Safaricom has launched 5G services in Kenya, becoming the first telecoms operator to bring 5G to East Africa.
Huawei and Nokia are the telecom network partners of Safaricom for launching 5G network in Kenya.
Safaricom, part owned by South Africa’s Vodacom and Britain’s Vodafone, wants to boost its fast-growing data business, amid increasing demand due to the COVID-19 pandemic forcing people to work and learn from home.
Safaricom said last year it would consider Huawei for its 5G network rollout. The United States has urged countries not to include Huawei in their 5G plans, citing security concerns, which Huawei has denied.
Safaricom is the market leader in the mobile data segment in Kenya, with 67.5 percent of total users as of last September, statistics from the regulator Communications Authority of Kenya showed.
The company has a 35.6 percent share of the small but growing internet to home and office by fibre market, CAK said.
The new 5G network will give consumers internet speeds of 700 megabits per second, more than three times faster than the current 4G network, the company said.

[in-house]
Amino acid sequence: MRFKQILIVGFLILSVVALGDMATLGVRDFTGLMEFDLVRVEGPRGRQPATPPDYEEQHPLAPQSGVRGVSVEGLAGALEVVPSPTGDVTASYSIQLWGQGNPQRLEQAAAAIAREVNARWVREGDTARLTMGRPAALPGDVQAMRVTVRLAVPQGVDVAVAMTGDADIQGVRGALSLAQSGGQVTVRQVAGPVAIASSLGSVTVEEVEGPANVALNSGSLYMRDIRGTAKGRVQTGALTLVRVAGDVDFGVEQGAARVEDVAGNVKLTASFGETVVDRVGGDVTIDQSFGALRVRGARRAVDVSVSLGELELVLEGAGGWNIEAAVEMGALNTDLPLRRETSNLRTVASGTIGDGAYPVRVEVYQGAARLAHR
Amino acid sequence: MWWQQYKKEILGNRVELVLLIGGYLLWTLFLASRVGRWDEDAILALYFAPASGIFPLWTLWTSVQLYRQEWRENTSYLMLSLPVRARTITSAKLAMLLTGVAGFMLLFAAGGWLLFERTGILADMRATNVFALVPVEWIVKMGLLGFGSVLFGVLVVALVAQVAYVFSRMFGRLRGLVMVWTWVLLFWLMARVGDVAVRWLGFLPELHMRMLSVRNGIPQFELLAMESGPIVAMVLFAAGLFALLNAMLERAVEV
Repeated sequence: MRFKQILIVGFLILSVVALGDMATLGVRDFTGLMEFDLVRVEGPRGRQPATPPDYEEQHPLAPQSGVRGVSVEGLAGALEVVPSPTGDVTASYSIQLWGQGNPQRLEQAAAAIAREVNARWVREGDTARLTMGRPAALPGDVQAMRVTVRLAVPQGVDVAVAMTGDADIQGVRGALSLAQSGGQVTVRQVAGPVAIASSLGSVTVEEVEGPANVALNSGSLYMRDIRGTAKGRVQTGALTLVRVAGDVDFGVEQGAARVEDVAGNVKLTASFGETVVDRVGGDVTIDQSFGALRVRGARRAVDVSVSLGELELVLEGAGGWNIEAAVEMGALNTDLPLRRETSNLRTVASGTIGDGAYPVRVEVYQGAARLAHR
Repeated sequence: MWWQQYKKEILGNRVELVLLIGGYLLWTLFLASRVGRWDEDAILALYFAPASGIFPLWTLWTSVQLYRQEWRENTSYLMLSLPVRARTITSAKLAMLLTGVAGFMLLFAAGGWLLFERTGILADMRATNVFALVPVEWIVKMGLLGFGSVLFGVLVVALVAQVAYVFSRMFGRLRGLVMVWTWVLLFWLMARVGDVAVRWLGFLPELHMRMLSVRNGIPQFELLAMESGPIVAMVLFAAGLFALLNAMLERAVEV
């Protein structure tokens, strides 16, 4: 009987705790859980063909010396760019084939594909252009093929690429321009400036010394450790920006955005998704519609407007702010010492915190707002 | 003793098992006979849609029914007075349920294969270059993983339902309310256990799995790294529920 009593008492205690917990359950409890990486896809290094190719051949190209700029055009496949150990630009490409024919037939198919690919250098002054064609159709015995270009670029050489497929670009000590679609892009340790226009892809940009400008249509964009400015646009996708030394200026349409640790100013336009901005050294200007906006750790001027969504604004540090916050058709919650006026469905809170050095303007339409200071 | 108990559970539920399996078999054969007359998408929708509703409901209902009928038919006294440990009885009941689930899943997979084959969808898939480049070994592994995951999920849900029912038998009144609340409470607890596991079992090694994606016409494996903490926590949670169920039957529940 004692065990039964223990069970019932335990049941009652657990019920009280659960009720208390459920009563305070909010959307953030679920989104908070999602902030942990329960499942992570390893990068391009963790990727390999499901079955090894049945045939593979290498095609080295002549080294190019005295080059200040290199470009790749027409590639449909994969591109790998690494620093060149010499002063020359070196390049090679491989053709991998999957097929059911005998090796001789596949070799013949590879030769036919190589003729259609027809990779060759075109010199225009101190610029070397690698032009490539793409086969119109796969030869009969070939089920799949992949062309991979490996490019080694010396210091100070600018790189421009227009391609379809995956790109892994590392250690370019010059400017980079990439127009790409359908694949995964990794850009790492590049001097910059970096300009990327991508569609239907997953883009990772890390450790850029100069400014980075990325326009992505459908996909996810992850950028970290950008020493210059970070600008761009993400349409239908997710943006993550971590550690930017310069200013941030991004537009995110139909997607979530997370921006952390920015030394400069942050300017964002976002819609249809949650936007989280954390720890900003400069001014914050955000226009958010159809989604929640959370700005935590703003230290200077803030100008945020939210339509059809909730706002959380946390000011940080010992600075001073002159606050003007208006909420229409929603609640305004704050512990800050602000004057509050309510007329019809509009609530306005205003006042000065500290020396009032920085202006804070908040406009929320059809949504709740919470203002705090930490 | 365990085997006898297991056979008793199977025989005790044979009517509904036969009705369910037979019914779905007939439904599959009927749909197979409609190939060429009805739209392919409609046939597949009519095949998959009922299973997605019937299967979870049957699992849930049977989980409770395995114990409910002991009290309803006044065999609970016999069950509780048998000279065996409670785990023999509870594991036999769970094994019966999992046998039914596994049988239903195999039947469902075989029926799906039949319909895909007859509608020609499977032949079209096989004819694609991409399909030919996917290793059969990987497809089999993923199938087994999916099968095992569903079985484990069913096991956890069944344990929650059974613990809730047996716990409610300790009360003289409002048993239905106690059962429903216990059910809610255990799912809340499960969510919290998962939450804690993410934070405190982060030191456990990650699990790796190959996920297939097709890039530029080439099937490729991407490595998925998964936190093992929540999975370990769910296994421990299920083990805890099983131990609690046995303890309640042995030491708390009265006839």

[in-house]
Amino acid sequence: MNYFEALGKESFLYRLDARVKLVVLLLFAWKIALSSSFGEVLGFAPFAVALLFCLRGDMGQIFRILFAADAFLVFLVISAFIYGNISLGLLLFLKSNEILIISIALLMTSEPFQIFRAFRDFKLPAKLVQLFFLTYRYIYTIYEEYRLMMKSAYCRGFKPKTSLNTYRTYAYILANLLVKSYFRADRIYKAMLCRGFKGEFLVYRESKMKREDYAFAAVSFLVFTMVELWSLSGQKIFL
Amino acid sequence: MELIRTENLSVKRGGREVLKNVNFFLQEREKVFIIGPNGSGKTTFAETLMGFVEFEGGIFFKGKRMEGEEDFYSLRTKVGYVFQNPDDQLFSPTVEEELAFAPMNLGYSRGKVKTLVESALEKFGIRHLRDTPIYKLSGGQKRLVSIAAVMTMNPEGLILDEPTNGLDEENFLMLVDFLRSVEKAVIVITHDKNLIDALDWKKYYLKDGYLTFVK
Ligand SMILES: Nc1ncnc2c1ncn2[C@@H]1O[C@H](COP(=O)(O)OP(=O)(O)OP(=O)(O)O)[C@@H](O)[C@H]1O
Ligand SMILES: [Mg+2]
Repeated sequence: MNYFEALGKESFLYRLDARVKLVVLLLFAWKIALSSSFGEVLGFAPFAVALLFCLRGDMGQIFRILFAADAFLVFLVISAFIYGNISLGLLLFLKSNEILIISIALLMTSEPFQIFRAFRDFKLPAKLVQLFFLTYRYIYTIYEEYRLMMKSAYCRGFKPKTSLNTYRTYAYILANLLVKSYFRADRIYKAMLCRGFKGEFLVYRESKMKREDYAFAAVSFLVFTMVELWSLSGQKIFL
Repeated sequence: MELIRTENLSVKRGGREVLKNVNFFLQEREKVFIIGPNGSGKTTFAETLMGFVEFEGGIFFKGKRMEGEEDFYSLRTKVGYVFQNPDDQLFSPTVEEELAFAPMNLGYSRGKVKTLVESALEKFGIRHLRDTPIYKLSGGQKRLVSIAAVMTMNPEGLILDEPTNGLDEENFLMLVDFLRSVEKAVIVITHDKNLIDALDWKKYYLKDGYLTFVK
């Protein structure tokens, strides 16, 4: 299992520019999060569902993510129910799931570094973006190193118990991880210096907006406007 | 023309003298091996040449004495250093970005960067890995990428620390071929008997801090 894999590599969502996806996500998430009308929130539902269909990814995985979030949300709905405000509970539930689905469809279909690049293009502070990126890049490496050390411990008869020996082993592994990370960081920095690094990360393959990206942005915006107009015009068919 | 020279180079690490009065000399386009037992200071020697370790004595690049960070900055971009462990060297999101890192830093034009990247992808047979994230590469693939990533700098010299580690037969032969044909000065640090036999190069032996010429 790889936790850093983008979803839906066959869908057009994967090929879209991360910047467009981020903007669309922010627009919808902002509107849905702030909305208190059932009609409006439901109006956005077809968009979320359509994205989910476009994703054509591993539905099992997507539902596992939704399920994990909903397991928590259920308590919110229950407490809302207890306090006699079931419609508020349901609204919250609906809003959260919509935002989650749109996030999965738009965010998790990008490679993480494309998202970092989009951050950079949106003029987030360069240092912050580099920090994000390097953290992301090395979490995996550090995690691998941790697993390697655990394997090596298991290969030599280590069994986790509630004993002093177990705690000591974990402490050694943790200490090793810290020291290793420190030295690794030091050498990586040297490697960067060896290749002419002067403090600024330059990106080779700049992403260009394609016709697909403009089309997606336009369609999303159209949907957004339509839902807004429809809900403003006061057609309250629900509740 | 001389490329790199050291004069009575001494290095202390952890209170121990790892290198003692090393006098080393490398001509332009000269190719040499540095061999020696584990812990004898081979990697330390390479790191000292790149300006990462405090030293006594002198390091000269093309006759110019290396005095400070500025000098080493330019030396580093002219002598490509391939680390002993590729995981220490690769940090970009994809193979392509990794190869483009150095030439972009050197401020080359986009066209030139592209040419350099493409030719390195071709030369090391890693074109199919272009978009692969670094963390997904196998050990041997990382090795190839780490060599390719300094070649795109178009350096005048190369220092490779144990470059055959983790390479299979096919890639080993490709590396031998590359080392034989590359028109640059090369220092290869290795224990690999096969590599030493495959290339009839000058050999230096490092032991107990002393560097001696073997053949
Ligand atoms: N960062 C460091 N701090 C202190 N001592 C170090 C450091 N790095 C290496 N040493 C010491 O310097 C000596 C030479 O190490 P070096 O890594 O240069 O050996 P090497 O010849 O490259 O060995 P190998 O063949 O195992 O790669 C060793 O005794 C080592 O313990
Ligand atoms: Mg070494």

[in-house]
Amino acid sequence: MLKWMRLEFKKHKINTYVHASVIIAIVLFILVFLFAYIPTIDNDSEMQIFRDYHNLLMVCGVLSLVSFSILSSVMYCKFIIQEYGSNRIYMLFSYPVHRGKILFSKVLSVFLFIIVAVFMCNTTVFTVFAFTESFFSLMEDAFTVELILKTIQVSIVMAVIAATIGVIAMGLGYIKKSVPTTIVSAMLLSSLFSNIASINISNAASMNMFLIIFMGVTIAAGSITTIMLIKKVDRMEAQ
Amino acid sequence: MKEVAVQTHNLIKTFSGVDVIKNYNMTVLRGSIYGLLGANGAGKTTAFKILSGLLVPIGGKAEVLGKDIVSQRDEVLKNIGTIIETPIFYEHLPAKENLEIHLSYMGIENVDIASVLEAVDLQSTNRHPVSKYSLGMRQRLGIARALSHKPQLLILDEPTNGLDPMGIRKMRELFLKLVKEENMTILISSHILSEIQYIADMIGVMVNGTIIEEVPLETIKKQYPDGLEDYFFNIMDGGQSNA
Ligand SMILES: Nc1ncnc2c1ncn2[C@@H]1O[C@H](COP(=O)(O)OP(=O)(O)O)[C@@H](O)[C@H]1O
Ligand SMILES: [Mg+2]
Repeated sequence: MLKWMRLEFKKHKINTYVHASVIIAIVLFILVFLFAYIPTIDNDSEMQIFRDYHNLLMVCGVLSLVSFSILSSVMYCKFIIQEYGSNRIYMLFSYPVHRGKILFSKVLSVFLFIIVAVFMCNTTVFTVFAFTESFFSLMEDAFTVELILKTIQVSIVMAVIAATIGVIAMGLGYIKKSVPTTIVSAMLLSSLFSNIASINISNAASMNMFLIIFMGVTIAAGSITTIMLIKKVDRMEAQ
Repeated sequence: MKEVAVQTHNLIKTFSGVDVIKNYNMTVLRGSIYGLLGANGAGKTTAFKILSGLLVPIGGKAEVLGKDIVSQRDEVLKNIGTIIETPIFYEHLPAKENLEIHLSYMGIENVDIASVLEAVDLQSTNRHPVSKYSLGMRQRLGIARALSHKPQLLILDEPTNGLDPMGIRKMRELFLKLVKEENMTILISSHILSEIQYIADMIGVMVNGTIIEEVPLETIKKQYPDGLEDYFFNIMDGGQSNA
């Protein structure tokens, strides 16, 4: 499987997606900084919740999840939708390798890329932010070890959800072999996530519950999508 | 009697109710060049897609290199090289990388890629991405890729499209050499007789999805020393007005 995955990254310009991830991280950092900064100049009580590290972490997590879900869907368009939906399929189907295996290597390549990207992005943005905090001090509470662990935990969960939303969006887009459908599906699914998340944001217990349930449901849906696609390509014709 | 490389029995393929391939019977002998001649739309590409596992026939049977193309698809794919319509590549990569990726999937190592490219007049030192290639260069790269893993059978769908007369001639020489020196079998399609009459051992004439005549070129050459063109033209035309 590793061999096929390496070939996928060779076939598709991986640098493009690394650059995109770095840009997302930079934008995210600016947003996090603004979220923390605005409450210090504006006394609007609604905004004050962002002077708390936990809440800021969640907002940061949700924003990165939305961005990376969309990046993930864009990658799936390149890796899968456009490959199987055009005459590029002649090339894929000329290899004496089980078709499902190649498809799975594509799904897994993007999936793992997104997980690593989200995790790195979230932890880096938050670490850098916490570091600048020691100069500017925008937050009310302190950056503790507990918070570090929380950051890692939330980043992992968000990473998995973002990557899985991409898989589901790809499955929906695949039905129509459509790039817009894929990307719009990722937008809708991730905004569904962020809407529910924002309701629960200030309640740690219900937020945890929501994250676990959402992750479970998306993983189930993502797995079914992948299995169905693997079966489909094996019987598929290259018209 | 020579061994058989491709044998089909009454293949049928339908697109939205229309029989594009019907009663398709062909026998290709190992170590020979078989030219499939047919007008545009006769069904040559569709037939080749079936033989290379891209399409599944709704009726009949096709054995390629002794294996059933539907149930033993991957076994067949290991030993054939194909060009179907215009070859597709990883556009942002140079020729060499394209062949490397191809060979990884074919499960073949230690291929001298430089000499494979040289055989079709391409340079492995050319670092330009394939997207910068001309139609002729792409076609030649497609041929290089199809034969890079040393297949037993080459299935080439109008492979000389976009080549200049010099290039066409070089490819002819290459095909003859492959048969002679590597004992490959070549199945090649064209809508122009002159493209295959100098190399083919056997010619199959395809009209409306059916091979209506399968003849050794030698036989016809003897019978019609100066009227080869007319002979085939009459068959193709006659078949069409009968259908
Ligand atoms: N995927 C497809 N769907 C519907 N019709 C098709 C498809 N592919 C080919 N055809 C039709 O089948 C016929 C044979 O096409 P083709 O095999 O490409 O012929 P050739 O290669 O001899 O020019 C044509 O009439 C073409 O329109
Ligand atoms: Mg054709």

Nokia in a statement said its 5G Single Radio Access Network (SRAN) technology and 5G FastMile gateways enable Fixed Wireless Access (FWA) services to Safaricom’s subscribers across Kisumu and the Western Province of Kenya.
Safaricom showcased the capabilities of the 5G network with three use cases — 5G hologram, Ultra-HD video communication and virtual fashion shopping — in Nairobi.
Peter Ndegwa, CEO of Safaricom, said: “We are the first mobile operator in the East Africa to launch 5G services, bringing the benefits of 5G technology to our customers.”
The company plans to expand the number of such 5G sites to more than 150 across nine towns over the next 12 months.
Additionally, the 5G service will be available on mobile phones beginning with the Huawei Mate 30 Pro and P40 today, and from the end of April 2021 on the Nokia 8.3, Samsung Galaxy S21 series, Samsung Galaxy Z Fold2 and Samsung Galaxy S20 Ultra 5G.